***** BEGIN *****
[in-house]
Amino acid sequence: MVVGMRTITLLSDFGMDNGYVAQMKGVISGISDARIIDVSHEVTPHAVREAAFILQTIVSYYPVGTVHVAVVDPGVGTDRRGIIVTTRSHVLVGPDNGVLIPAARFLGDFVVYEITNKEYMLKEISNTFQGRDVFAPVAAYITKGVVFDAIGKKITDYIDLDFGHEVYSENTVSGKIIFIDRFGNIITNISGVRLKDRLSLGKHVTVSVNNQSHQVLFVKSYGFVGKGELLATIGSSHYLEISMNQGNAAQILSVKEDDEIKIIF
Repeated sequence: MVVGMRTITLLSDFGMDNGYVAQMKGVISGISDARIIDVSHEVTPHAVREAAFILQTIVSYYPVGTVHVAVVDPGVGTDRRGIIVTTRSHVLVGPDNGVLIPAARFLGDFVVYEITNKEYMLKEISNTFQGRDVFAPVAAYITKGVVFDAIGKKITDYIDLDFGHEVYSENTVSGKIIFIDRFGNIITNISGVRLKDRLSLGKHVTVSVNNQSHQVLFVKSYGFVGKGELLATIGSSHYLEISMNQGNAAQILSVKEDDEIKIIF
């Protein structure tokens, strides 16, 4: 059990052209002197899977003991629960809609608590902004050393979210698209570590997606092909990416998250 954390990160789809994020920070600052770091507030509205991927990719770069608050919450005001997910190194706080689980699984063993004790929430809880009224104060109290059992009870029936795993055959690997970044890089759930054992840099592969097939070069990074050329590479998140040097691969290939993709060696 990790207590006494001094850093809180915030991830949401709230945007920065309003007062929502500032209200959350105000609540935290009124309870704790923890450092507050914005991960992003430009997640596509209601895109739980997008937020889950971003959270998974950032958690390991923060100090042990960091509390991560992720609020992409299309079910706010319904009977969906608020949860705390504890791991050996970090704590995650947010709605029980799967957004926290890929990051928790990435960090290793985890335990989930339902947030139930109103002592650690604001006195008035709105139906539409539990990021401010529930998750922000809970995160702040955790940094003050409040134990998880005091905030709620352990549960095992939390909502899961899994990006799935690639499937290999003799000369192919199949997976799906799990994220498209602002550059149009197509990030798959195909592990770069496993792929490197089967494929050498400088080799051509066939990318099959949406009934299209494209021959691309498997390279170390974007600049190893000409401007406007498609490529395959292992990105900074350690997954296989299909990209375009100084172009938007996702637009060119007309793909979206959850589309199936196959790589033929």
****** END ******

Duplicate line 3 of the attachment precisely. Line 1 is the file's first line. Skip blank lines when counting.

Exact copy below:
Repeated sequence: MVVGMRTITLLSDFGMDNGYVAQMKGVISGISDARIIDVSHEVTPHAVREAAFILQTIVSYYPVGTVHVAVVDPGVGTDRRGIIVTTRSHVLVGPDNGVLIPAARFLGDFVVYEITNKEYMLKEISNTFQGRDVFAPVAAYITKGVVFDAIGKKITDYIDLDFGHEVYSENTVSGKIIFIDRFGNIITNISGVRLKDRLSLGKHVTVSVNNQSHQVLFVKSYGFVGKGELLATIGSSHYLEISMNQGNAAQILSVKEDDEIKIIF